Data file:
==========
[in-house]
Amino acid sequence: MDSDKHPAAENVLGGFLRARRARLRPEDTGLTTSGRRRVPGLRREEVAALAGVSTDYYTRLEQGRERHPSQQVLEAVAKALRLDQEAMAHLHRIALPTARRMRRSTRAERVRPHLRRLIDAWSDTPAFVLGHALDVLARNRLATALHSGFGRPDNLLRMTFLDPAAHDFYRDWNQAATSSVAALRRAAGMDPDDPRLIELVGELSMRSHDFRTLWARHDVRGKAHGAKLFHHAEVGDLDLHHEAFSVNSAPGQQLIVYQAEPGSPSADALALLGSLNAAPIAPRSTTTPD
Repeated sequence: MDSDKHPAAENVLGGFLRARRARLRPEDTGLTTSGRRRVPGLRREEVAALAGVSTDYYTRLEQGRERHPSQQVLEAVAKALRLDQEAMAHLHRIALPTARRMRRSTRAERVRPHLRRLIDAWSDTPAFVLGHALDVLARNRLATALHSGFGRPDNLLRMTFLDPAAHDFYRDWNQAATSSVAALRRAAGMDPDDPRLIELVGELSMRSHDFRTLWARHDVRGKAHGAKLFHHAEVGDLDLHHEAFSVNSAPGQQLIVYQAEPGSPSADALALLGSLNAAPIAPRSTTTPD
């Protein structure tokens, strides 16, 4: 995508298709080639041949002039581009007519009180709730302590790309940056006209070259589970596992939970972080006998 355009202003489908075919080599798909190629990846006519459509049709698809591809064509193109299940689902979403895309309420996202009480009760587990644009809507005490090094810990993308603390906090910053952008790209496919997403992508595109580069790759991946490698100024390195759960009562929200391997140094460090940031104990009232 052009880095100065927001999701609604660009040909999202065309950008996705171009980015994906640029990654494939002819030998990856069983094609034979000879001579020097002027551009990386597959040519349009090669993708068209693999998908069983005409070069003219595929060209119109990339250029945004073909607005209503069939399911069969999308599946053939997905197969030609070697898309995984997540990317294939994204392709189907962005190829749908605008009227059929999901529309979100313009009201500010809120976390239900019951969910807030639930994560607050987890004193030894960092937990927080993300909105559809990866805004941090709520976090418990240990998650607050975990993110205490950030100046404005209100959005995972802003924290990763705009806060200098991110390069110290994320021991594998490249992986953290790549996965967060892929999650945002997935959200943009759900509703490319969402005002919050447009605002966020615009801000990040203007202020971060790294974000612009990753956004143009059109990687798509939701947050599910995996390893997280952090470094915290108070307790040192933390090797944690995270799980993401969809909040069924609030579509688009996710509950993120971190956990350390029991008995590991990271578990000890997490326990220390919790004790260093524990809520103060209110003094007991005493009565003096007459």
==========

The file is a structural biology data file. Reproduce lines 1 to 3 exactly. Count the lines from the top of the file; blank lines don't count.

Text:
[in-house]
Amino acid sequence: MDSDKHPAAENVLGGFLRARRARLRPEDTGLTTSGRRRVPGLRREEVAALAGVSTDYYTRLEQGRERHPSQQVLEAVAKALRLDQEAMAHLHRIALPTARRMRRSTRAERVRPHLRRLIDAWSDTPAFVLGHALDVLARNRLATALHSGFGRPDNLLRMTFLDPAAHDFYRDWNQAATSSVAALRRAAGMDPDDPRLIELVGELSMRSHDFRTLWARHDVRGKAHGAKLFHHAEVGDLDLHHEAFSVNSAPGQQLIVYQAEPGSPSADALALLGSLNAAPIAPRSTTTPD
Repeated sequence: MDSDKHPAAENVLGGFLRARRARLRPEDTGLTTSGRRRVPGLRREEVAALAGVSTDYYTRLEQGRERHPSQQVLEAVAKALRLDQEAMAHLHRIALPTARRMRRSTRAERVRPHLRRLIDAWSDTPAFVLGHALDVLARNRLATALHSGFGRPDNLLRMTFLDPAAHDFYRDWNQAATSSVAALRRAAGMDPDDPRLIELVGELSMRSHDFRTLWARHDVRGKAHGAKLFHHAEVGDLDLHHEAFSVNSAPGQQLIVYQAEPGSPSADALALLGSLNAAPIAPRSTTTPD